Change is Inevitable; your response is what’s important

  • Published
  • By Lt. Col. Sonya Collins
  • 22nd Force Support Squadron commander
What is it about change that irritates people down to their very toes? The academic world will tell you that change challenges our individual perception of status quo. It evokes a fear that what we are used to will be eliminated and replaced with uncertainty and doubt. So far, I agree with that assessment.

But why is it we seem to take change in our personal lives easier than in our professional lives? I believe it is because we feel we have control over the change in our personal lives and but we don't feel that way when it comes to professional change. Let's compare personal and professional change...Personal change is created from within our circle of comfort while professional change is typically downward directed.

The reasons for personal change are clear to us while the reasons for professional change are sometimes lost in translation or not even received by the lowest level. We create personal change, therefore we already have a positive attitude but we don't necessarily want professional change because we are happy with the status quo.

When we make personal change we have energy and motivation because we know we will benefit from it, but with professional change we aren't sure of what the outcome will be so we are very hesitant.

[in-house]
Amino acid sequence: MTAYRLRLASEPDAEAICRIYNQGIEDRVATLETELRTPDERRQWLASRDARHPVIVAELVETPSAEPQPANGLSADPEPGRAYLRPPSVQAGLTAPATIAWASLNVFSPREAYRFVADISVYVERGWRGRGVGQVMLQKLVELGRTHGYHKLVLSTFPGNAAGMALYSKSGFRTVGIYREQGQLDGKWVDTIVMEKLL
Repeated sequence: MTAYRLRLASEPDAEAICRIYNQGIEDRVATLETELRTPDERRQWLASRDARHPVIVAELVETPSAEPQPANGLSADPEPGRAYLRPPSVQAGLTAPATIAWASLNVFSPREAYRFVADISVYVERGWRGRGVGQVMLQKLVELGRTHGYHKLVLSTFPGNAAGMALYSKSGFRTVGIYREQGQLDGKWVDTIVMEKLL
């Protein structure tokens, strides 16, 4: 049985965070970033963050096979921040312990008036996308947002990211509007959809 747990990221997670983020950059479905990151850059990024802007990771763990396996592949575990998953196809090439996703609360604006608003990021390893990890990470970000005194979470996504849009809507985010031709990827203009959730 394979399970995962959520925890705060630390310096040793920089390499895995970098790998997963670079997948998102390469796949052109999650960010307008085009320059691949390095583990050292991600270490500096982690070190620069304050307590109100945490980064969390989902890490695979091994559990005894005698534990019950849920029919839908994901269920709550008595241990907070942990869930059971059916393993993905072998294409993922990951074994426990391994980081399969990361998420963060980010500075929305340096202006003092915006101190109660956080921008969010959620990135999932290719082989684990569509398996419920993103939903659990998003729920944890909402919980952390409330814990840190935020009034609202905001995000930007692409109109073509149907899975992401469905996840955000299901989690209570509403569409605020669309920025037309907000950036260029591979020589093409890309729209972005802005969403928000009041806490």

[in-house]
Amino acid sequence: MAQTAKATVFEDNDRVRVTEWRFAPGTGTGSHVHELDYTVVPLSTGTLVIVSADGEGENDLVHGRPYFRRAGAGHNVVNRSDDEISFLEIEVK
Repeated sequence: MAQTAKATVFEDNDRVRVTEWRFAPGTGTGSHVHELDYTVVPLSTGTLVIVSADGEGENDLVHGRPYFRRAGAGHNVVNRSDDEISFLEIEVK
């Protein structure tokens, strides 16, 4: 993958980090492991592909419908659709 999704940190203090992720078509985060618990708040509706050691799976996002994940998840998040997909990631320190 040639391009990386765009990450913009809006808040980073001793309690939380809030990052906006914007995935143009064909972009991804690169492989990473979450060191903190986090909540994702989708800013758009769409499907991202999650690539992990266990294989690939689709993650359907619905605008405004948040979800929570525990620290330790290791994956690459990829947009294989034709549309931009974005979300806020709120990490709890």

With personal change, we are open-minded to hiccups and having to implement alternative actions to get the task done.

With professional change, if we don't understand it, we can't embrace and if we can't embrace it, we can't think past the frustration.

So what's the answer? Leaders and followers both have an active role in the solution. Leaders must involve people in the change process and make sure that everyone, all the way down to the airman basic, fully understands the reason for change.

Leaders must create enthusiasm for the change and facilitate the change itself.

Followers on the other hand need to be adaptable and flexible. They need to be able to adapt to change without being paralyzed by the stress of not knowing all the answers. They need to set the example for those around them and encourage buy-in to the change because it will be good for the Air Force and the mission.

The bottom line is change is always occurring, whether we are prepared for it or not. However, with equal effort on the part of the leader and follower, change can be an exciting and challenging experience.